After being thrilled by Hiroshi Sugimoto’s photography, I made my way to the Pleasance Grand – sounds exciting doesn’t it?  No chandeliers here, it’s an indoor basketball court for the other 11 months of the year – a sport which tends to use strip or flood lighting (in my very limited experience).  I came to the Grand to see Paul Merton and chums (including wife – his, rather than mine) improvise short sketches or playlets based on suggestions from the audience (both written and shouted-out).  Fresh from the gallery, I proposed “capturing lightening” as the basis for a skit and, to an admixture of my delight and horror, it was pulled from the basket and performed.  Yes, in a very small way, I am now a successful playwright – my legs may not be short or fat, but they are fairly hairy (despite cycling, I refuse to shave them – that way lies madness, blood and stubble) and it would seem that 1 out of 3 is enough.  I really must get on with my panto… the West End is in desperate need of an injection of new writing blood! (AB+ obviously).

After a pitstop at Bonsai, I headed to my next gig which also required a modest amount of audience participation – providing the bones of a very brief musical.  My suggestion garnered the biggest laugh of the entire gig – and, indeed, of my entire comedy career to-date.  However, it is hard to see the words “ten past three” ever going down quite that well with an audience again (I should perhaps make clear at this stage that I was going for the laugh).  Still, it has given me a taste for the sound of an audience laughing with (rather than at) me.  I did have some vague plan that this blog could form the basis for my stand-up act – however, I now realise that it would require a very specific and well briefed audience.  Or I suppose I could provide York Notes or access to Google (other search engines are available) for my gigs, so that the audience can look up the jokes and thus understand why they are so funny.  Perhaps I need to start working on some more commercial material…

I then headed still deeper into the lowest caves of the Underbelly – a venue whose use for the rest of the year is a mystery to me – for one of my highlights of the festival.  This blog may have given the impression that the range of my musical tastes is somewhat limited – quite broad within the classical world, but not straying very far from there – so you may be surprised that a beatboxer was such a highlight (I certainly was).  I had heard Shlomo beatboxing (hence the title: why have a thesaurus unless you’re willing to use it?  I’ve also been reading about Anglo-Saxon poetry, where alliteration is big.  Go hemistich!) very briefly on the Shaun Keaveny breakfast show and thought it could be quite interesting, but doubted it would fill an entire hour.  Boy (or girl), was I wrong!  The range of sounds he could produce using only the human vocal apparatus (his, in this case) – augmented only occasionally by use of a mouth harp – was quite extraordinary.  His performance was extended by use of a loop station, nothing to do with the railways, but a device which enables a single performer to accompany themselves (by recording and looping the voice) – ideal for the lonely child with a huge vocal range and a desire to stage major choral works.  The mix of musical genres he could cover in an hour using only his own voice was incredible – and very entertaining.   If Mouthtronica comes to a village hall near you, I thoroughly recommend giving it a go – if nothing else, it will do wonders for your street cred (just look at mine!).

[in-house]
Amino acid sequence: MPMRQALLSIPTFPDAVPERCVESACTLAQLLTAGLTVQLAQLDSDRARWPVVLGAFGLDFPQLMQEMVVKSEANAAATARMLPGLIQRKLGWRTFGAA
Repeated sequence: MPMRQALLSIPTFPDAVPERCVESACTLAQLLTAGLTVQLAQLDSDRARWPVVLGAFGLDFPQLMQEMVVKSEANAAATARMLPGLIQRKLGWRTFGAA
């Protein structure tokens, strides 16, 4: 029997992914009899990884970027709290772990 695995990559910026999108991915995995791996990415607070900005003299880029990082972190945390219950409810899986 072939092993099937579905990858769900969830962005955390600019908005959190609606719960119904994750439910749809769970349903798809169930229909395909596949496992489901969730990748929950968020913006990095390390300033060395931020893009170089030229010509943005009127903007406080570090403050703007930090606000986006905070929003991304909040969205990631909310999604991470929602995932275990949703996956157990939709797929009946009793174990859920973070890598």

My final Edinburgh highlight was seeing Neil Gaiman whilst I was queueing outside a carousel (well, it looked like a carousel – but inside it was more like a round tent).  You will be pleased to know that he was shorter than expected – natch!  I was very excited – my first author-spotting for the blog (my view is spotting an author at a Book signing doesn’t count – any celeb-spotting has to rely on serendipity) – but sadly, and shockingly, the young chap I was with had no idea who Neil Gaiman was.  This was even more shocking as the youth in question had, in years gone by, dragged me to Games Workshop. A chap could despair about the national curriculum.  Maybe its time for me to start a free school: obviously the curriculum would be based on this blog – certainly, its use would teach the students a lesson.  Get your kids names down early (conception?) as I expect places to go fast…

Ghost story?

My recent journeys, to and from the land to our immediate north, brought to mind a ghost story I once heard (OK, just made up following a malapropism).

They do say that a phantom passenger train haunts the east coast main line.  It is doomed to traverse the line for all eternity, never able to reach the final station stop for its service.  The curse has been active for some time, so it is a steam-hauled service – and unaffected by signal aspect or overhead line damage it makes very good time.

This ghostly train is known as The Flying Scotsman.  I feel it needs the Richard Wagner de nos jour to take the story and use it as the basis for an overlong opera – though preferably one without the dodgy politics that mar Herr W’s work for so many.  If there are any budding composers (yes, composers reproduce asexually) of heavy opera (opera with an extra neutron or two), might I suggest the wind section could contribute a ghostly whistle as a leitmotif for the train itself?